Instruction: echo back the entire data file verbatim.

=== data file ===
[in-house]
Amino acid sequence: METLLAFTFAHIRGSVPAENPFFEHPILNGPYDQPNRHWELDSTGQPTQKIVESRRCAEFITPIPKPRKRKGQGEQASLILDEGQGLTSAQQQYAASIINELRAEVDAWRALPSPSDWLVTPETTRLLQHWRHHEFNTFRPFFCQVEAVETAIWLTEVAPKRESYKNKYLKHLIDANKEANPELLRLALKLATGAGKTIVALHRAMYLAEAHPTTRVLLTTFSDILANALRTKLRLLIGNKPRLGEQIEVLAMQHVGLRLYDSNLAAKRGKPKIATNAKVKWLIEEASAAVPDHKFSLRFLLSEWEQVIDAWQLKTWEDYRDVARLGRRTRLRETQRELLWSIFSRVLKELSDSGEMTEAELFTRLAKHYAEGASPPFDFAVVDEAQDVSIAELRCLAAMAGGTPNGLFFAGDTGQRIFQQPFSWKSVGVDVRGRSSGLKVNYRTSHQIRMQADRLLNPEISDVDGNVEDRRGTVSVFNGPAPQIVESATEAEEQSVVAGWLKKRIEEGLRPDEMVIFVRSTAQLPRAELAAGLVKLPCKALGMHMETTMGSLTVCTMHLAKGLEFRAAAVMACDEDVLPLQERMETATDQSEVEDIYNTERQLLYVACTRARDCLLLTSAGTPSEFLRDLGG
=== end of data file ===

[in-house]
Amino acid sequence: METLLAFTFAHIRGSVPAENPFFEHPILNGPYDQPNRHWELDSTGQPTQKIVESRRCAEFITPIPKPRKRKGQGEQASLILDEGQGLTSAQQQYAASIINELRAEVDAWRALPSPSDWLVTPETTRLLQHWRHHEFNTFRPFFCQVEAVETAIWLTEVAPKRESYKNKYLKHLIDANKEANPELLRLALKLATGAGKTIVALHRAMYLAEAHPTTRVLLTTFSDILANALRTKLRLLIGNKPRLGEQIEVLAMQHVGLRLYDSNLAAKRGKPKIATNAKVKWLIEEASAAVPDHKFSLRFLLSEWEQVIDAWQLKTWEDYRDVARLGRRTRLRETQRELLWSIFSRVLKELSDSGEMTEAELFTRLAKHYAEGASPPFDFAVVDEAQDVSIAELRCLAAMAGGTPNGLFFAGDTGQRIFQQPFSWKSVGVDVRGRSSGLKVNYRTSHQIRMQADRLLNPEISDVDGNVEDRRGTVSVFNGPAPQIVESATEAEEQSVVAGWLKKRIEEGLRPDEMVIFVRSTAQLPRAELAAGLVKLPCKALGMHMETTMGSLTVCTMHLAKGLEFRAAAVMACDEDVLPLQERMETATDQSEVEDIYNTERQLLYVACTRARDCLLLTSAGTPSEFLRDLGG